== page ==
By Steve Spears
The year was 1979, and a wide-eyed 12-year-old boy had but one dream: seeing Gene Simmons, Paul Stanley, Ace Frehley and Peter Criss live in concert at the Lakeland Civic Center.
Kiss. The self-proclaimed "hottest band in the world" and uncontested rulers over concert halls and my bedroom wall. Yep, my dream.
Imagine the pure torment to hear my desperate plea denied. "I'm sorry, but someone your age has no business at a concert," my mom lectured. The same woman who dutifully bought me that coveted Destroyer album. Who patiently stood quiet while I sang along loudly to Love Gun (in my prepubescent incomprehension of the meaning of the song). Who lovingly hand-painted me a Kiss pillow cover featuring all four of my makeup-strutting rock god heroes.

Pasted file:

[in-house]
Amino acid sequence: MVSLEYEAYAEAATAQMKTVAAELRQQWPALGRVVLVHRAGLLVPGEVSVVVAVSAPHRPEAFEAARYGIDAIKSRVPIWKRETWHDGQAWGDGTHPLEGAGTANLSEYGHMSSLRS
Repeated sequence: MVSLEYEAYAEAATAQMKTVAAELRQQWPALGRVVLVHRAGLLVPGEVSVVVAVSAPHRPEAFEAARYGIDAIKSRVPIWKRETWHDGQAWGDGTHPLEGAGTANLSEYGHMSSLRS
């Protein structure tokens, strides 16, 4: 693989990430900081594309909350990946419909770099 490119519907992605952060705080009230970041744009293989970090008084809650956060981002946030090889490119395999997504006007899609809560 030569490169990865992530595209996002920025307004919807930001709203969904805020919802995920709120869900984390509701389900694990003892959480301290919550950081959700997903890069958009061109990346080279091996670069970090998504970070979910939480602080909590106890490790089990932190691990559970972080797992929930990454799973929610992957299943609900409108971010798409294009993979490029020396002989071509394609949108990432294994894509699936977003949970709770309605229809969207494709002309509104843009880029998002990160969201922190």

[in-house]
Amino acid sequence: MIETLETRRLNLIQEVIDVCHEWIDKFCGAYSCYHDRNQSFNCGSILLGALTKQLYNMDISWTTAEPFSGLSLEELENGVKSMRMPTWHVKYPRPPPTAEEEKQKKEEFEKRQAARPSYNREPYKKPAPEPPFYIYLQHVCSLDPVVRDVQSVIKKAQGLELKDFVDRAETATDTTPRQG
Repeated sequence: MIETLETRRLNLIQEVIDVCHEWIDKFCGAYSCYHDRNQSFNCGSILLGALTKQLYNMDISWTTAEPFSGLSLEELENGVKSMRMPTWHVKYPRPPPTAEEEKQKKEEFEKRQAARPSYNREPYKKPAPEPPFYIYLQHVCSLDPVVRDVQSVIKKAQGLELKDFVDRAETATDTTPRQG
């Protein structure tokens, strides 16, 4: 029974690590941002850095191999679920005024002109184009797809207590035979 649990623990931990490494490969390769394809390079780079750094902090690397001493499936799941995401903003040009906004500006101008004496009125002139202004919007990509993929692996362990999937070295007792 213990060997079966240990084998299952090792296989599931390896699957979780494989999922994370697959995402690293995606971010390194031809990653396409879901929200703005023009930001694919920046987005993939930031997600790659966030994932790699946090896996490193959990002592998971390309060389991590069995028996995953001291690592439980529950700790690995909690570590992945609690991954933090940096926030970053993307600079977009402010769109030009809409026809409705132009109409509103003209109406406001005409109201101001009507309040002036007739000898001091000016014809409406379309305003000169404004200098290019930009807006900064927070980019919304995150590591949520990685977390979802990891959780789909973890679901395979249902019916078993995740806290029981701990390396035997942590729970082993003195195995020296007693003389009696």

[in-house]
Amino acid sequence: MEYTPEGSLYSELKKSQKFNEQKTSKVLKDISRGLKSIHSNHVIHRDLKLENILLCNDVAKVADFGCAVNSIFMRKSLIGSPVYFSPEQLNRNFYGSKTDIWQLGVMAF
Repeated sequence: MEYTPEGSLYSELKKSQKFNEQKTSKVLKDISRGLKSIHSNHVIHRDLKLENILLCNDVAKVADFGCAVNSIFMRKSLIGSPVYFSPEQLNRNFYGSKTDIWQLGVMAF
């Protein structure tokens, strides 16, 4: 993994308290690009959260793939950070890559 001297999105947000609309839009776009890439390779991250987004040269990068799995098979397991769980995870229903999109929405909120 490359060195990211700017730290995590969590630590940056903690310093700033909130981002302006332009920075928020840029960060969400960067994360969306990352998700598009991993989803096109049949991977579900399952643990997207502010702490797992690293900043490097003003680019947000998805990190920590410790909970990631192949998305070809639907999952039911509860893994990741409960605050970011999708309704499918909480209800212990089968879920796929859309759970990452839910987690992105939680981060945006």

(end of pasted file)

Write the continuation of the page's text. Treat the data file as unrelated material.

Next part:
How could she fail to allow me to complete my journey to manhood?!?
It's not too often in life one gets a chance to right a historic wrong. But 30 years later, on Oct. 21 at the St. Pete Times Forum, the cosmic clickers should finally align and the 12-year-old deep inside me can stop his wailing: I have a pair of floor seats to Kiss in concert at last.
So join me, if you can, to sing along again to those simple rock ditties that fascinated us all so long ago. Detroit Rock City, Hotter Than Hell, Rock and Roll All Nite, Shout It Out Loud. Don't even pretend you don't remember the words.
Squeal with delight when Simmons flicks his tongue, spits fire, drools fake blood. Try not to wince too hard at Stanley's hammy song intros. And raise a beverage of choice in memory of Frehley and Criss, whose spacey and feline personas are these days played by Tommy Thayer and Eric Singer.
Because a Kiss concert isn't merely a night on the town. It's the night of every 12-year-old's life.